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MySQL 8: Drop Several Stored Events, Procedures, or Functions

Maybe the biggest new feature in MySQL 8 is the new transaction data dictionary that improves the consistency of schema objects among other things. To further protect the data in the data dictionary, the data dictionary tables are hidden and their content only exposed through the Information Schema. (One exception is when you use the debug binary, then it is possible to get direct access to the data dictionary tables. This is not recommended at all on production systems!) A side effect of the data dictionary tables being hidden is that those that have had a habit of manipulating the tables directly in MySQL 5.7 and earlier (I will not recommend doing that) will no longer be able to do

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MySQL X DevAPI Connection Pool with Connector/Python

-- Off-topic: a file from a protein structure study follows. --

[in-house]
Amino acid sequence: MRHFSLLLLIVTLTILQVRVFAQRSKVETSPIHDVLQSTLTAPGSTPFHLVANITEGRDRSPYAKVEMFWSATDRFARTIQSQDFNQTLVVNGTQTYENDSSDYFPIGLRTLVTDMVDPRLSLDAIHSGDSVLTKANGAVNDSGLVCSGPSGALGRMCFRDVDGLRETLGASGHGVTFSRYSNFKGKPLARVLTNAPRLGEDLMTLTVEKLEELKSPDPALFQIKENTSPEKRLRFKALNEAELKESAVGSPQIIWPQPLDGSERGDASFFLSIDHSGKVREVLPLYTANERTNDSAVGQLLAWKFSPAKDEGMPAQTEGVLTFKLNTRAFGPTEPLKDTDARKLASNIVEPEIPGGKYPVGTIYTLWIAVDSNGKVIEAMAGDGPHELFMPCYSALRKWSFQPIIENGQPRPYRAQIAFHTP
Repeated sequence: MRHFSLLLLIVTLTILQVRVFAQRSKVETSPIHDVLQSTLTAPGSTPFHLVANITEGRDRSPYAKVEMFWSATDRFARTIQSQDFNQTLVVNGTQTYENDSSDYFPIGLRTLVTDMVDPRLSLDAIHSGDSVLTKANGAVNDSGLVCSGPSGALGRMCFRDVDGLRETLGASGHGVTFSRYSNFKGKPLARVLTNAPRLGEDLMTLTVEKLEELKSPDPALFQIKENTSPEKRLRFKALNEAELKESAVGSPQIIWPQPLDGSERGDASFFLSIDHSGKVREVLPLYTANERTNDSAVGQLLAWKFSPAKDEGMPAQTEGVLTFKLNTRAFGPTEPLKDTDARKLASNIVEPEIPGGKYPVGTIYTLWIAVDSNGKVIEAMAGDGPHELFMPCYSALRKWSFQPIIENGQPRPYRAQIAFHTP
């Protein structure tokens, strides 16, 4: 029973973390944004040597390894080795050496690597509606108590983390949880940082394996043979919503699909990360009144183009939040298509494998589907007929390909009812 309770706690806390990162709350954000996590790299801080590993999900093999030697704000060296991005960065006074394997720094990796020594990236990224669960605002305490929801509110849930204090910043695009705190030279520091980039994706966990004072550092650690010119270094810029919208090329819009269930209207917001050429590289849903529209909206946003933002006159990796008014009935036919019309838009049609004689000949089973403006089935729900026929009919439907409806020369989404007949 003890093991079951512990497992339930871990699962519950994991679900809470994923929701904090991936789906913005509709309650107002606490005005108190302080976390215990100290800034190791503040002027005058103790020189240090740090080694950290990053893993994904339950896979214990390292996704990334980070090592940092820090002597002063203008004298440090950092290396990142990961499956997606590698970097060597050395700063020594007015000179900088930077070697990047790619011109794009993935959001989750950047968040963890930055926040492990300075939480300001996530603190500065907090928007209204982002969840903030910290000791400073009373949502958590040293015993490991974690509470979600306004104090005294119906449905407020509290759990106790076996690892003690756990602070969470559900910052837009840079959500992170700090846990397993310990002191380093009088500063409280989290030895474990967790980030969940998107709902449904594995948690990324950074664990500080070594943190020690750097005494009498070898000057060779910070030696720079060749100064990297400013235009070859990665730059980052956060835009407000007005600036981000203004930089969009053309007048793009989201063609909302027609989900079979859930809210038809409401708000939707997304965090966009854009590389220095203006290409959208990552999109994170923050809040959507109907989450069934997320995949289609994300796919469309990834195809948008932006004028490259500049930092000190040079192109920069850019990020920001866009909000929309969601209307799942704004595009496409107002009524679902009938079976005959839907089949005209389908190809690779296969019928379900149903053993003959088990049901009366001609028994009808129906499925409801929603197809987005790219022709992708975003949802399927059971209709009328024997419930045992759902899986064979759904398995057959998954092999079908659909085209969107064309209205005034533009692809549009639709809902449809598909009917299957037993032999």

If you have an application that need to use multiple connections to the MySQL database for short periods of times, it can be a good to use a connection pool to avoid creating a new connection and going through the whole authentication process every time a connection is needed. For the Python Database API (PEP249), MySQL Connector/Python has had support for connection pools for a long time. With the release of MySQL 8.0.13, the new X DevAPI also has support for connection pools. This blog will first cover the background of the X DevAPI connection pool feature in MySQL Connector/Python. Then provide an example. Background You create a connection pool using the mysqlx.get_client() function. You may wonder why you are

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Auto-Refreshing Reports in MySQL Shell

MySQL Shell makes it easy to develop tools you can use for example to generate reports. In a previous blog, I showed how to use external modules in MySQL Shell. In this blog, I will take it one step further and use the curses Python module to create auto-refreshing reports. The first example will be kept very simple to show the idea, then a more realistic example will be shown where the top N files sorted by I/O will be returned. Basic Example As a basic example, consider the query SELECT NOW(). This returns the date and time. Let’s query that every second for 10 seconds, then return to the prompt. The easiest is to look at the example and

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Tracking Foreign Keys